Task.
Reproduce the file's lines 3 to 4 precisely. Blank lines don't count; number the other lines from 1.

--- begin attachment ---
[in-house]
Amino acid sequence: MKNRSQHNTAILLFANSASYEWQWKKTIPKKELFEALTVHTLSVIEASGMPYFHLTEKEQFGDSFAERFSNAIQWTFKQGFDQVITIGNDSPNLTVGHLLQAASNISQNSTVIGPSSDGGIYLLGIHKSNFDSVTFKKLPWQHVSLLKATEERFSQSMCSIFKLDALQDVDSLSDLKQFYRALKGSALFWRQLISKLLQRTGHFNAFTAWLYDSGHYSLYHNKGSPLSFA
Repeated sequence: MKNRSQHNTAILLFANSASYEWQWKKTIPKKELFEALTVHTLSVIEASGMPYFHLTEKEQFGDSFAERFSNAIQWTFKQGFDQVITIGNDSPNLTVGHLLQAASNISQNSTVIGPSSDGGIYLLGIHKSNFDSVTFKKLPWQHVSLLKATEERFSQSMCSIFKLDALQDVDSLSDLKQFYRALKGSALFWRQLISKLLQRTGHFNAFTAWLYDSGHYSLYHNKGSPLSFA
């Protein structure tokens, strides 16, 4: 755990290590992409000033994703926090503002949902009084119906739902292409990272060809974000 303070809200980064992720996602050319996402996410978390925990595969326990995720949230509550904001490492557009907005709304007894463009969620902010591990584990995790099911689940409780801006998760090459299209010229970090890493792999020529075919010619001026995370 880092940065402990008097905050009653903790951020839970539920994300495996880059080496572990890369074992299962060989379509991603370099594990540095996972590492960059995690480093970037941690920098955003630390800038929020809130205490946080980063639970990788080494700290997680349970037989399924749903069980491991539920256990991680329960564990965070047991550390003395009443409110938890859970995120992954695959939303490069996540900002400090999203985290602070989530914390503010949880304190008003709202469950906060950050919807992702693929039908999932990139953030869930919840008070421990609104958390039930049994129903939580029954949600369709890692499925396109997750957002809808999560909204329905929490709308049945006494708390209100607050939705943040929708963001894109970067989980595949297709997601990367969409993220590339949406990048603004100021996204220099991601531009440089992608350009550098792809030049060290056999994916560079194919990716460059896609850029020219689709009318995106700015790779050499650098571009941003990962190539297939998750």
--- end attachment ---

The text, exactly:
Repeated sequence: MKNRSQHNTAILLFANSASYEWQWKKTIPKKELFEALTVHTLSVIEASGMPYFHLTEKEQFGDSFAERFSNAIQWTFKQGFDQVITIGNDSPNLTVGHLLQAASNISQNSTVIGPSSDGGIYLLGIHKSNFDSVTFKKLPWQHVSLLKATEERFSQSMCSIFKLDALQDVDSLSDLKQFYRALKGSALFWRQLISKLLQRTGHFNAFTAWLYDSGHYSLYHNKGSPLSFA
């Protein structure tokens, strides 16, 4: 755990290590992409000033994703926090503002949902009084119906739902292409990272060809974000 303070809200980064992720996602050319996402996410978390925990595969326990995720949230509550904001490492557009907005709304007894463009969620902010591990584990995790099911689940409780801006998760090459299209010229970090890493792999020529075919010619001026995370 880092940065402990008097905050009653903790951020839970539920994300495996880059080496572990890369074992299962060989379509991603370099594990540095996972590492960059995690480093970037941690920098955003630390800038929020809130205490946080980063639970990788080494700290997680349970037989399924749903069980491991539920256990991680329960564990965070047991550390003395009443409110938890859970995120992954695959939303490069996540900002400090999203985290602070989530914390503010949880304190008003709202469950906060950050919807992702693929039908999932990139953030869930919840008070421990609104958390039930049994129903939580029954949600369709890692499925396109997750957002809808999560909204329905929490709308049945006494708390209100607050939705943040929708963001894109970067989980595949297709997601990367969409993220590339949406990048603004100021996204220099991601531009440089992608350009550098792809030049060290056999994916560079194919990716460059896609850029020219689709009318995106700015790779050499650098571009941003990962190539297939998750």